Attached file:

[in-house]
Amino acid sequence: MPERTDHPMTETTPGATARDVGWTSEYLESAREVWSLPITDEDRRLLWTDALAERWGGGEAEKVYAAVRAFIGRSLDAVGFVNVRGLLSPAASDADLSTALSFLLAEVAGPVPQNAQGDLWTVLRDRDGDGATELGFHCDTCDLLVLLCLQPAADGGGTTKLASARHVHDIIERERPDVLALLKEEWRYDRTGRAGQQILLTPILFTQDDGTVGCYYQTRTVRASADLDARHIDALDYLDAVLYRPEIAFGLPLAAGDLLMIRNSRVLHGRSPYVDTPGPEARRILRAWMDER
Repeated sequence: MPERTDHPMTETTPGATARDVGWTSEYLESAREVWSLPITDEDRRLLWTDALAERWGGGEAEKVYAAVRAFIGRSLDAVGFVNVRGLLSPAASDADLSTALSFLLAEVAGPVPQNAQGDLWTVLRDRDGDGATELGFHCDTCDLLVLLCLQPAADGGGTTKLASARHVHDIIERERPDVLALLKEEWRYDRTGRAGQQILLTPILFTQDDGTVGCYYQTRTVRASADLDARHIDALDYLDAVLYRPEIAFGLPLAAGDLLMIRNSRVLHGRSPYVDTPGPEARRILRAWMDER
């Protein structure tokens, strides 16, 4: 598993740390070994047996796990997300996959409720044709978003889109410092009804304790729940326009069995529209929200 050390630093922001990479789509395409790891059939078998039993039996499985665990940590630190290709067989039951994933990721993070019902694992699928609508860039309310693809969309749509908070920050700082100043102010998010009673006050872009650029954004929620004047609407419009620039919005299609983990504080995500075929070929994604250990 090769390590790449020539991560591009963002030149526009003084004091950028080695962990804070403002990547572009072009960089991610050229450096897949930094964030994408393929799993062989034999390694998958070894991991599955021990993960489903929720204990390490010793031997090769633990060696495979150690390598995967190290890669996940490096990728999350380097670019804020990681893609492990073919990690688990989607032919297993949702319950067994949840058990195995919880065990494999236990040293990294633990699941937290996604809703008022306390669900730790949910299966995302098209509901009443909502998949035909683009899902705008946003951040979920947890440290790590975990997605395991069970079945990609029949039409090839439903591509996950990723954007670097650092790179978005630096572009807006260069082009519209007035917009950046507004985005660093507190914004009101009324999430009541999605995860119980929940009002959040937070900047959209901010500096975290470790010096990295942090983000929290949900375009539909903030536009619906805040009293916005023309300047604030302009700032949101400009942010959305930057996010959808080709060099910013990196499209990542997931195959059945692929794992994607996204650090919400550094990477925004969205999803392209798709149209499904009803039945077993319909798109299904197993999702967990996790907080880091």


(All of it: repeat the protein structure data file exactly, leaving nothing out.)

[in-house]
Amino acid sequence: MPERTDHPMTETTPGATARDVGWTSEYLESAREVWSLPITDEDRRLLWTDALAERWGGGEAEKVYAAVRAFIGRSLDAVGFVNVRGLLSPAASDADLSTALSFLLAEVAGPVPQNAQGDLWTVLRDRDGDGATELGFHCDTCDLLVLLCLQPAADGGGTTKLASARHVHDIIERERPDVLALLKEEWRYDRTGRAGQQILLTPILFTQDDGTVGCYYQTRTVRASADLDARHIDALDYLDAVLYRPEIAFGLPLAAGDLLMIRNSRVLHGRSPYVDTPGPEARRILRAWMDER
Repeated sequence: MPERTDHPMTETTPGATARDVGWTSEYLESAREVWSLPITDEDRRLLWTDALAERWGGGEAEKVYAAVRAFIGRSLDAVGFVNVRGLLSPAASDADLSTALSFLLAEVAGPVPQNAQGDLWTVLRDRDGDGATELGFHCDTCDLLVLLCLQPAADGGGTTKLASARHVHDIIERERPDVLALLKEEWRYDRTGRAGQQILLTPILFTQDDGTVGCYYQTRTVRASADLDARHIDALDYLDAVLYRPEIAFGLPLAAGDLLMIRNSRVLHGRSPYVDTPGPEARRILRAWMDER
């Protein structure tokens, strides 16, 4: 598993740390070994047996796990997300996959409720044709978003889109410092009804304790729940326009069995529209929200 050390630093922001990479789509395409790891059939078998039993039996499985665990940590630190290709067989039951994933990721993070019902694992699928609508860039309310693809969309749509908070920050700082100043102010998010009673006050872009650029954004929620004047609407419009620039919005299609983990504080995500075929070929994604250990 090769390590790449020539991560591009963002030149526009003084004091950028080695962990804070403002990547572009072009960089991610050229450096897949930094964030994408393929799993062989034999390694998958070894991991599955021990993960489903929720204990390490010793031997090769633990060696495979150690390598995967190290890669996940490096990728999350380097670019804020990681893609492990073919990690688990989607032919297993949702319950067994949840058990195995919880065990494999236990040293990294633990699941937290996604809703008022306390669900730790949910299966995302098209509901009443909502998949035909683009899902705008946003951040979920947890440290790590975990997605395991069970079945990609029949039409090839439903591509996950990723954007670097650092790179978005630096572009807006260069082009519209007035917009950046507004985005660093507190914004009101009324999430009541999605995860119980929940009002959040937070900047959209901010500096975290470790010096990295942090983000929290949900375009539909903030536009619906805040009293916005023309300047604030302009700032949101400009942010959305930057996010959808080709060099910013990196499209990542997931195959059945692929794992994607996204650090919400550094990477925004969205999803392209798709149209499904009803039945077993319909798109299904197993999702967990996790907080880091």